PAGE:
Over the years Bill Levy has dug up his Jewish roots a number of times to inspect them and check their viability in the godless soil that he walks. Various pieces in ‘The Fanatic’, ‘Exquisite Corpse’ and ‘Semantikon’, for instance, were written to that end. Another piece, Levy’s probing ’Two coordinates on a map of low revelation’, was published in City Lights Review #4 in 1990. Sea Urchin has now re-published the latter text as a hand made chapbook.
Two coordinates on a map of low revelation are two beautifully written observations in which Levy reformulates the concepts of ‘worship’ and ‘holiness’. Levy discovers genuine worship in a Jewish butcher in the Marais who is about to hack a cleaver into a side of meat, and he finds holiness in an Israeli gangster’s father who volunteers to perform nether tasks in his synagogue as ‘God’s lavatory attendant’. ‘All the ways of earth are paths to heaven’, Levy quotes from Erich Gutkind in his piece on the Parisian butcher to conclude in the second piece through the mouth of the gangster’s father: ‘in order to make the world holy we are commanded to perform God’s lowest as well as highest rituals’.
Sea Urchin’s Two coordinates on a map of low revelation is a conceptual piece of work in which Levy’s unconventional, almost heretic, views of worship and holiness are combined with artwork by Ben Schot. The letter Yod, the humblest yet most vital letter of the Hebrew alphabet, shines through in the design of this edition. And each copy of the 30 that were put together in this limited edition carries number 10, the numeric value of Yod. ’Two coordinates on a map of low revelation’ is the pisspot we have to empty in order to be filled by golden spirit.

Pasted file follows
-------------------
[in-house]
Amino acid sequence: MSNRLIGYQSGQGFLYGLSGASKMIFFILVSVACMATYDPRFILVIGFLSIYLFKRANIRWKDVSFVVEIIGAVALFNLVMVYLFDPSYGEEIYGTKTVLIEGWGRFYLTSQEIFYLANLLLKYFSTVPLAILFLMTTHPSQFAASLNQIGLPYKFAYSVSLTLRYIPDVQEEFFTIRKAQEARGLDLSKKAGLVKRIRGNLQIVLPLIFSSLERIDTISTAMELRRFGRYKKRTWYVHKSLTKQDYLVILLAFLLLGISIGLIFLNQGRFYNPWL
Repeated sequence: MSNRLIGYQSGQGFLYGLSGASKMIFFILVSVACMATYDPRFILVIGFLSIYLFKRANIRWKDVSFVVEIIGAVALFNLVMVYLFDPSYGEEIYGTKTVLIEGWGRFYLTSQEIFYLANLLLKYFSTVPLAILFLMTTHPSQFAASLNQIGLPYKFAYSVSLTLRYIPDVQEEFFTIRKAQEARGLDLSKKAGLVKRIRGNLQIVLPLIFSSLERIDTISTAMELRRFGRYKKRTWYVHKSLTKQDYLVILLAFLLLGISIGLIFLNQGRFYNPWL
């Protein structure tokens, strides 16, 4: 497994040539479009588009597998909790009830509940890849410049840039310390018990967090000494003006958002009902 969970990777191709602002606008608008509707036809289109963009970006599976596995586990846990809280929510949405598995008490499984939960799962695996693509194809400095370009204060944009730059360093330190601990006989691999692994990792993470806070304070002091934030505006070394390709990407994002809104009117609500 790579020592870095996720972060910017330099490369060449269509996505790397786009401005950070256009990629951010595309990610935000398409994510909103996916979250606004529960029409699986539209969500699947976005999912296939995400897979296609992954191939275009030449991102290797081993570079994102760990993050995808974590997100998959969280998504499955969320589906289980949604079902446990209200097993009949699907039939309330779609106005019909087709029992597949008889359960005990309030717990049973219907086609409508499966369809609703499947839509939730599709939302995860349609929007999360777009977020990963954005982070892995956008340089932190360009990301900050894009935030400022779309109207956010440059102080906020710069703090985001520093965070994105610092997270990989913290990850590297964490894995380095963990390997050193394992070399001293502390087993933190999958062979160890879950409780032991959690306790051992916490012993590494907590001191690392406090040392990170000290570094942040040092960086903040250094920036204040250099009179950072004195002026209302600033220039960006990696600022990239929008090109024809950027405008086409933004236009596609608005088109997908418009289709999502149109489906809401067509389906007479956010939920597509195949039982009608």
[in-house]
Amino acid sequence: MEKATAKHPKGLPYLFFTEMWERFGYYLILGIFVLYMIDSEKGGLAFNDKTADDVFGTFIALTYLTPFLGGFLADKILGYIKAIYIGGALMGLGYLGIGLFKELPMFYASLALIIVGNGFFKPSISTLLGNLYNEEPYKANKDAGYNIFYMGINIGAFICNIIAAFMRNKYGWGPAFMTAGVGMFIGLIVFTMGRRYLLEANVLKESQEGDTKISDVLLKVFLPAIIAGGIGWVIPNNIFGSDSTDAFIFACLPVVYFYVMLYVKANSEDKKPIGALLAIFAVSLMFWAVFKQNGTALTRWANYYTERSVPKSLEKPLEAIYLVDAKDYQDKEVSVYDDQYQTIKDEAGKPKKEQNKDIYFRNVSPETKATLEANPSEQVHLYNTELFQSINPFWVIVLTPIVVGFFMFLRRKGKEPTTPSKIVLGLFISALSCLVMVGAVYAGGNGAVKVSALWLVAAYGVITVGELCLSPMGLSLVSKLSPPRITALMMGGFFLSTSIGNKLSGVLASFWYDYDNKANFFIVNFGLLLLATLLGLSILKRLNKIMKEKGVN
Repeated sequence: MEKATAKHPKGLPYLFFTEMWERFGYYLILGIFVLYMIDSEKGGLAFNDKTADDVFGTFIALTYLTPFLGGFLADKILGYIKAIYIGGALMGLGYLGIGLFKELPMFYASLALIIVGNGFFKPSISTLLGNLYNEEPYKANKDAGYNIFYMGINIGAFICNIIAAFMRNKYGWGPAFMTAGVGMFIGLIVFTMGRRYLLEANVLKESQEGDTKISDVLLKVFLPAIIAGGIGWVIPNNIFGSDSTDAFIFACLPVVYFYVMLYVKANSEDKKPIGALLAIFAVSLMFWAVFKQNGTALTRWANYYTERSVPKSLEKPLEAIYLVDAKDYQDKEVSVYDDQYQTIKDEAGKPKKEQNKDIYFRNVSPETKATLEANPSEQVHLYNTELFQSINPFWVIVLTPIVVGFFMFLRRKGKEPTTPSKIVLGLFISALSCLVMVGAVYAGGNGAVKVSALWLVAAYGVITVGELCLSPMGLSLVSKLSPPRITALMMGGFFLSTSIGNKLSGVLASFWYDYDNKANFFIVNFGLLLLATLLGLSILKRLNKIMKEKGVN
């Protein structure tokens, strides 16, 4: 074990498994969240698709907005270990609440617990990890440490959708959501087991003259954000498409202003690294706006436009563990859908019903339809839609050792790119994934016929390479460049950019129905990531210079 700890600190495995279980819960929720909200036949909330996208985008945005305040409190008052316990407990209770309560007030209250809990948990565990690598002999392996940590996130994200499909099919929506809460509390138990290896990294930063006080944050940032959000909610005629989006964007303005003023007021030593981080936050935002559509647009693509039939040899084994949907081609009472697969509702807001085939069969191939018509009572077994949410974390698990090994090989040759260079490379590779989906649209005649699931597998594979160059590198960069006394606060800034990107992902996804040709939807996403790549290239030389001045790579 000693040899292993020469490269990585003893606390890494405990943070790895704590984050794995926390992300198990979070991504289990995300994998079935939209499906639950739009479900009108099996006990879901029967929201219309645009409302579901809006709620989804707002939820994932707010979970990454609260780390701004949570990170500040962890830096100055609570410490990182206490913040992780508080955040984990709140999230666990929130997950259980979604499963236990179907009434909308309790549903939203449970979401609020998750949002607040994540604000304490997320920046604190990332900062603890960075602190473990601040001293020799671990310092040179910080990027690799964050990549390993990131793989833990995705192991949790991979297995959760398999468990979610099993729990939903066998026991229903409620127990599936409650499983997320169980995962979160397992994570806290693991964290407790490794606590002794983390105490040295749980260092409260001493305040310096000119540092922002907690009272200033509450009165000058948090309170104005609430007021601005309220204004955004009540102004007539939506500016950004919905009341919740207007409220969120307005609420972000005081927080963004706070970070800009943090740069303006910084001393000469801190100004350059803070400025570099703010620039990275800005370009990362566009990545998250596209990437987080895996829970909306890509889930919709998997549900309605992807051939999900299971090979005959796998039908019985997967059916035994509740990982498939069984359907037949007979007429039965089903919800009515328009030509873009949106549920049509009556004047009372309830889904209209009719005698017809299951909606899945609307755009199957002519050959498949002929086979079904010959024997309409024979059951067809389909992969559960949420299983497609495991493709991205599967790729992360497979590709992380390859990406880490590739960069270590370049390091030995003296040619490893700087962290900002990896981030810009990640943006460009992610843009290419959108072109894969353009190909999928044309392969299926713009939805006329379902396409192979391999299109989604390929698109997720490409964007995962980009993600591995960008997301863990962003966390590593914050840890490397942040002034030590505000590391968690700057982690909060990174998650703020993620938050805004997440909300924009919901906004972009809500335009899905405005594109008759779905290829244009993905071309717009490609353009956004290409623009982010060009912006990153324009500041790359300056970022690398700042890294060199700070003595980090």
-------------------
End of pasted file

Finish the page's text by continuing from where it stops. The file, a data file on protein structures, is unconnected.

William Levy (1939-2019) attended the University of Maryland and Temple University and taught in the literature department at Shippensburg State College, Pennsylvania, during which period he co-founded the poetry magazine ‘Insect Trust Gazette’. Levy developed into a spearhead of the European underground soon after he had left the US in 1966. As chief-editor of the underground magazine ‘International Times’ and the first European sex paper ‘Suck’, Levy found himself refused entry to England as a “thoroughly undesirable character” and a “dealer in pornography” in 1970. After having been detained in England for a week, Levy was given the choice of either going to Holland or being sent to an English prison. Levy chose the former and settled in Amsterdam, where he lived with the literary translator Susan Janssen until his death in 2019.